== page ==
Some of use might read everything going on here for this cat, and get overwhelmed. B12? Zofran? Fluids? Baby food? Raw food? Binder? Does my cat need these things? Will it work for my cat too? Should I switch him to raw food? It can seem overwhelming, cant it? How do you know you are making the right choices for your cat?

So the first thing to acknowledge here is that every cat is different, and even for this kitty, it took a step by step approach to find out what worked and what didn't work. This person tried multiple foods to find out what really stabilized his cats body weight.  This person has his/her eye on what is going on right now, and has an idea of what to think about in the future to ensure that kitty is feeling well and living as long as possible!

This is a learned skill that anyone can do with the right guidance. But what’s the first step? When you get barraged with choices or opinions start with the “big wins”. “Big wins” are what I call the essential details to get right. It can be a way of thinking (your psychology) or a hands on technique. Once you have those core things down, you don't have worry if person A is doing this, and person B is doing that, shouldn't I be doing this too?There are infinite things you could do.

Know what the big wins are, get those down, and you are far ahead of the curve with respect to your cats health.

So, other than getting that body weight stable and eating well, what are the big wins I can see for this cat?


Big Win#1

The first is to recognize that his heart and kidneys work together and the success of one (or lack thereof) will effect the other. So this kitty has CRS. Cardiorenal Syndrome. This is a big deal for humans, but we don't talk about it all the time with cats.

What it all means is this cat is a custom hot rod. The millennium falcon. Bit’s and pieces have to be put together here and there to get true performance. Traditional techniques must be modified to suit this cat. It might not look pretty and seem complicated but it works.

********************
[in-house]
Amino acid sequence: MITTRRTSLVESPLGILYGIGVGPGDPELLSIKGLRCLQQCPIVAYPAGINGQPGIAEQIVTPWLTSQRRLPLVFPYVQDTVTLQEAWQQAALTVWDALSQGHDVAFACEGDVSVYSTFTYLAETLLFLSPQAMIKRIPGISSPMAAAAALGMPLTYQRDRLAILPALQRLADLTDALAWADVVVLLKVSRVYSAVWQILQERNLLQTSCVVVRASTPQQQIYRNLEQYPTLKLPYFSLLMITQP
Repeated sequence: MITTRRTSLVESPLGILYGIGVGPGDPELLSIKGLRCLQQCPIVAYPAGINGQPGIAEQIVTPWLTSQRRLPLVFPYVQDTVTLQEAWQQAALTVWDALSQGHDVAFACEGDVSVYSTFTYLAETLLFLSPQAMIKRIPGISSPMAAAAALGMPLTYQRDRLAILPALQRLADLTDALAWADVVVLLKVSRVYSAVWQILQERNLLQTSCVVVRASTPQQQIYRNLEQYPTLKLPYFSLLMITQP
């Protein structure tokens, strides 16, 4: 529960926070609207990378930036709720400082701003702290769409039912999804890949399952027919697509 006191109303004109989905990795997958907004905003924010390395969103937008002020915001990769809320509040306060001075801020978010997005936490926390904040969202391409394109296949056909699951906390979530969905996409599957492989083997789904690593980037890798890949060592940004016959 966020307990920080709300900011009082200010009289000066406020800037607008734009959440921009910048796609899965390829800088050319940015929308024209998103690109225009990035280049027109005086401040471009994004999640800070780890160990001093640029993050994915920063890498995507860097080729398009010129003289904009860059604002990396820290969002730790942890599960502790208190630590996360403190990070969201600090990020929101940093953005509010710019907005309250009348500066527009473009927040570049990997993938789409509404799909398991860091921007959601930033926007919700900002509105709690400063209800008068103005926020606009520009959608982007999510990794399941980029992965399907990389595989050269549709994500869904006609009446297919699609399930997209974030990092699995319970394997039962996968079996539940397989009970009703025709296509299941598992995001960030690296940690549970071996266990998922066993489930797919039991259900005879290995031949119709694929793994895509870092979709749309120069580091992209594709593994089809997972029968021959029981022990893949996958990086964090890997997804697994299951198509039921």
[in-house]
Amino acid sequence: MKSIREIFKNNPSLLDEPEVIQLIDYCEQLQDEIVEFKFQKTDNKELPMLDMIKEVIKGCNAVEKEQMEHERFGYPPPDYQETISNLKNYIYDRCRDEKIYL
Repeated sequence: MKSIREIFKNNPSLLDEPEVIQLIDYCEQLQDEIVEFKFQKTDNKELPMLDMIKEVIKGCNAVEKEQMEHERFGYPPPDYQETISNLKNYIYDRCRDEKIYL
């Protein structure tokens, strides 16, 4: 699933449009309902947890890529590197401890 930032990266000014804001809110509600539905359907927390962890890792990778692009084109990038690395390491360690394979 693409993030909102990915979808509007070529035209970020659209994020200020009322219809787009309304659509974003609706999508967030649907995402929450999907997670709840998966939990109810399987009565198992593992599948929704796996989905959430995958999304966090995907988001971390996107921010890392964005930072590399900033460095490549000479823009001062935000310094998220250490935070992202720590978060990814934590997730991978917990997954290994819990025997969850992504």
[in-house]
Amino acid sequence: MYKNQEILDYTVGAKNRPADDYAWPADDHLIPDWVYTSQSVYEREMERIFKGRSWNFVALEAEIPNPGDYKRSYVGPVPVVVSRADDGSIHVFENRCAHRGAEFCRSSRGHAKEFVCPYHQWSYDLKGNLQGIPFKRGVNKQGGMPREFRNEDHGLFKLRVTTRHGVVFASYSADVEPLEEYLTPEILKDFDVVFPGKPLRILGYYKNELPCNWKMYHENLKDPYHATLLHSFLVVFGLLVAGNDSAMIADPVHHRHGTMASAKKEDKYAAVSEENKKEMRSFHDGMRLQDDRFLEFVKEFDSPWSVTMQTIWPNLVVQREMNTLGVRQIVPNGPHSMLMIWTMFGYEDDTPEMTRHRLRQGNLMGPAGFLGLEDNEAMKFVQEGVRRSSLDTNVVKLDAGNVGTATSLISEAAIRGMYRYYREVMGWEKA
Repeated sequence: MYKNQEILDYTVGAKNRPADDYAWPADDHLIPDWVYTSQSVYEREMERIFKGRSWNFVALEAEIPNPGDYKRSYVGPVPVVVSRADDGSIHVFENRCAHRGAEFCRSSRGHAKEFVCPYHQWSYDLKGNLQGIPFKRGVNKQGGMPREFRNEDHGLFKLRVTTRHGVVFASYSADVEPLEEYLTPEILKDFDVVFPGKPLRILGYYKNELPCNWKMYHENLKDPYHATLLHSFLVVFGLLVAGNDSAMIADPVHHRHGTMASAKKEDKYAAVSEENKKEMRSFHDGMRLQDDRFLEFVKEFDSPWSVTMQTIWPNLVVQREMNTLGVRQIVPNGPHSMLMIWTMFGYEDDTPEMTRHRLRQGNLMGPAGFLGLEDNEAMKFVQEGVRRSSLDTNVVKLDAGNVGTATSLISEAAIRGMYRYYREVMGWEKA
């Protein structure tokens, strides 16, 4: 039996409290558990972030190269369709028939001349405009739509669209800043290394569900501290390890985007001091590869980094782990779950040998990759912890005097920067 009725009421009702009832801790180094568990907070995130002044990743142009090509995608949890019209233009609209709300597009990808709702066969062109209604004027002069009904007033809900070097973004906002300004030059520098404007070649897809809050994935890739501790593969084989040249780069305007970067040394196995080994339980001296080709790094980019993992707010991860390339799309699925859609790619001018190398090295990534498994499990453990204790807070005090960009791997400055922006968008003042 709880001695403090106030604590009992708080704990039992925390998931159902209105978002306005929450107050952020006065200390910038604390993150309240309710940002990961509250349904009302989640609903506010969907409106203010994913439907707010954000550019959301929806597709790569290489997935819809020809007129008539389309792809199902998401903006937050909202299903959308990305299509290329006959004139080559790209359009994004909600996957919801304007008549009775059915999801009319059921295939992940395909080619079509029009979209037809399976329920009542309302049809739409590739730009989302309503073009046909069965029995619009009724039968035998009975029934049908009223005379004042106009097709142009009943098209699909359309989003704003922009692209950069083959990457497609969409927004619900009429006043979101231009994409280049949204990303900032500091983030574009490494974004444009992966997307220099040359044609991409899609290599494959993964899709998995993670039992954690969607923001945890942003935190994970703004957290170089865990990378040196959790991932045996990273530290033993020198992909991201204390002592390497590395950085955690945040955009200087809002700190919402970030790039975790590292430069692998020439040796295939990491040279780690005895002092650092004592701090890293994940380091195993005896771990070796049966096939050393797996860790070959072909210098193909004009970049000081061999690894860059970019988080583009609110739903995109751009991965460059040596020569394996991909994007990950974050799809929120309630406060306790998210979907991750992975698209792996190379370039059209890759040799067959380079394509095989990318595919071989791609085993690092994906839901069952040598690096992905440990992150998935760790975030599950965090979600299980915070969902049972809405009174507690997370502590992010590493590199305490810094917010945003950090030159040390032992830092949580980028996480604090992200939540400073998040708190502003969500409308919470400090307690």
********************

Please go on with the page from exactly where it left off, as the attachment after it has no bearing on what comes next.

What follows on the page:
So what if his heart was stable, but he really started to get dehydrated and his kidneys were having a hard time. And he really really needed some sort of fluid but we were worried about his heart reacting badly? You would have to “mod” his fluids. This person would talk to his/her vet about combining fluids types to create a very low sodium mixture that could be used with greater safety in this cat if required. So to answer one of the original questions “Is there a limit to how much of that fluid he can have?” - I modify the question and say yes, there is a limit to how much SODIUM he could have (which is really what the heart cares about), and if he is getting a bunch through fluids, you have to watch it and go slow.

So for this kitty, I would be always thinking that modification is the key, whatever challenge he was faced with.

Big Win#2.

The RAAS. There isn't enough space or coffee available to explain that term, and it will bore most people. It stands for “renin-angiotensin-aldosterone system”. Yes i know that’s boring, don’t click away - I’ll get to the point.  CRS (cardiorenal syndrome) activates RAAS. RAAS is no good for both the heart and kidneys. It’s extra stress on both of those systems that are begging not to be stressed. It’s a catch 22 you don't want. So this person could talk to the vet about using a medication (Fortekor or Semintra) to cut out excessive RAAS. And watch that blood pressure too.

Big Win#3.  Mod’ the food and add in Calcitriol.

Go with some time tested techniques to reduce phosphorous in the diet (these are called “binders”, and it doesn't matter if you are feeding raw, commercial, home cooked etc). If you can achieve that, then consider Calcitriol (vitamin D) therapy. This is a big win for this cat, because of the things we want to do for him we cant always do because of the heart condition.  Many cats with kidney issues will have concurrent issue called hyperparathyroidism that further run their kidneys down. Calcitriol therapy can manage this without compromising the heart, further balancing this little kitty out. But the phosphorous has to be controlled first for this to work. This would be a “big win” that this person could talk to their vet about.

There are infinite choices that could be made for this kitty. What about this, what about that? I always start with the big wins!

Dr. Kris